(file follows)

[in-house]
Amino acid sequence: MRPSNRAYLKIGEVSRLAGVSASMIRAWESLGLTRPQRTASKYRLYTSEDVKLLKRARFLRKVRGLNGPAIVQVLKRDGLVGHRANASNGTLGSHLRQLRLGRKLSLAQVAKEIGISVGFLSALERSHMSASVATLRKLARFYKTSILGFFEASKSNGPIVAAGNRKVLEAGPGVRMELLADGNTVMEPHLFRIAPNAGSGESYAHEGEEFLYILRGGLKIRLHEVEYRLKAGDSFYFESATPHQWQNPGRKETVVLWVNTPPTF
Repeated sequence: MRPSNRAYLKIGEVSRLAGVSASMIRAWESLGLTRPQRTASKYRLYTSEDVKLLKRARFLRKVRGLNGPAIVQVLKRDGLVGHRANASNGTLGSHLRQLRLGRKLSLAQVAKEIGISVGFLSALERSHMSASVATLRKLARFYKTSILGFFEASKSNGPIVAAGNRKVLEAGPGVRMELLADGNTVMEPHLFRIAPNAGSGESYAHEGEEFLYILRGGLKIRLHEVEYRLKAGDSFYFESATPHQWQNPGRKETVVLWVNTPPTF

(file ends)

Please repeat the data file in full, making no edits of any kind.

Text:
[in-house]
Amino acid sequence: MRPSNRAYLKIGEVSRLAGVSASMIRAWESLGLTRPQRTASKYRLYTSEDVKLLKRARFLRKVRGLNGPAIVQVLKRDGLVGHRANASNGTLGSHLRQLRLGRKLSLAQVAKEIGISVGFLSALERSHMSASVATLRKLARFYKTSILGFFEASKSNGPIVAAGNRKVLEAGPGVRMELLADGNTVMEPHLFRIAPNAGSGESYAHEGEEFLYILRGGLKIRLHEVEYRLKAGDSFYFESATPHQWQNPGRKETVVLWVNTPPTF
Repeated sequence: MRPSNRAYLKIGEVSRLAGVSASMIRAWESLGLTRPQRTASKYRLYTSEDVKLLKRARFLRKVRGLNGPAIVQVLKRDGLVGHRANASNGTLGSHLRQLRLGRKLSLAQVAKEIGISVGFLSALERSHMSASVATLRKLARFYKTSILGFFEASKSNGPIVAAGNRKVLEAGPGVRMELLADGNTVMEPHLFRIAPNAGSGESYAHEGEEFLYILRGGLKIRLHEVEYRLKAGDSFYFESATPHQWQNPGRKETVVLWVNTPPTF